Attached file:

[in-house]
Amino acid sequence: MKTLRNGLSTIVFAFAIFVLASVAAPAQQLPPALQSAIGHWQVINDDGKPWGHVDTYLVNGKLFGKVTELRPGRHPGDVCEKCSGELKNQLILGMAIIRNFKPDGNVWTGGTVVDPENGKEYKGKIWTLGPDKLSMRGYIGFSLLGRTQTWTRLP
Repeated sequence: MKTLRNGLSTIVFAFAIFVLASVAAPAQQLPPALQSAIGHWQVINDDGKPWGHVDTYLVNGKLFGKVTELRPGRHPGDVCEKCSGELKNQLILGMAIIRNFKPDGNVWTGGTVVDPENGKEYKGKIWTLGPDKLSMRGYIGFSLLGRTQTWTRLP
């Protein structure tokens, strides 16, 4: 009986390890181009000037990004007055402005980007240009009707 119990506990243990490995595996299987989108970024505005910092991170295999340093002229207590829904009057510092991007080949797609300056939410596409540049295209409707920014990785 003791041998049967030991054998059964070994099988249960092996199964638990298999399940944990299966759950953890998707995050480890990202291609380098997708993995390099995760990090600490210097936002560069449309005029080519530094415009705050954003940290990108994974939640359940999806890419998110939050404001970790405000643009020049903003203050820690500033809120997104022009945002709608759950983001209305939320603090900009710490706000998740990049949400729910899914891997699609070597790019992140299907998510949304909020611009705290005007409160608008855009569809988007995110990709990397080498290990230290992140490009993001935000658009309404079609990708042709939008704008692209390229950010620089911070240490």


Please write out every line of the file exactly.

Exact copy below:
[in-house]
Amino acid sequence: MKTLRNGLSTIVFAFAIFVLASVAAPAQQLPPALQSAIGHWQVINDDGKPWGHVDTYLVNGKLFGKVTELRPGRHPGDVCEKCSGELKNQLILGMAIIRNFKPDGNVWTGGTVVDPENGKEYKGKIWTLGPDKLSMRGYIGFSLLGRTQTWTRLP
Repeated sequence: MKTLRNGLSTIVFAFAIFVLASVAAPAQQLPPALQSAIGHWQVINDDGKPWGHVDTYLVNGKLFGKVTELRPGRHPGDVCEKCSGELKNQLILGMAIIRNFKPDGNVWTGGTVVDPENGKEYKGKIWTLGPDKLSMRGYIGFSLLGRTQTWTRLP
């Protein structure tokens, strides 16, 4: 009986390890181009000037990004007055402005980007240009009707 119990506990243990490995595996299987989108970024505005910092991170295999340093002229207590829904009057510092991007080949797609300056939410596409540049295209409707920014990785 003791041998049967030991054998059964070994099988249960092996199964638990298999399940944990299966759950953890998707995050480890990202291609380098997708993995390099995760990090600490210097936002560069449309005029080519530094415009705050954003940290990108994974939640359940999806890419998110939050404001970790405000643009020049903003203050820690500033809120997104022009945002709608759950983001209305939320603090900009710490706000998740990049949400729910899914891997699609070597790019992140299907998510949304909020611009705290005007409160608008855009569809988007995110990709990397080498290990230290992140490009993001935000658009309404079609990708042709939008704008692209390229950010620089911070240490």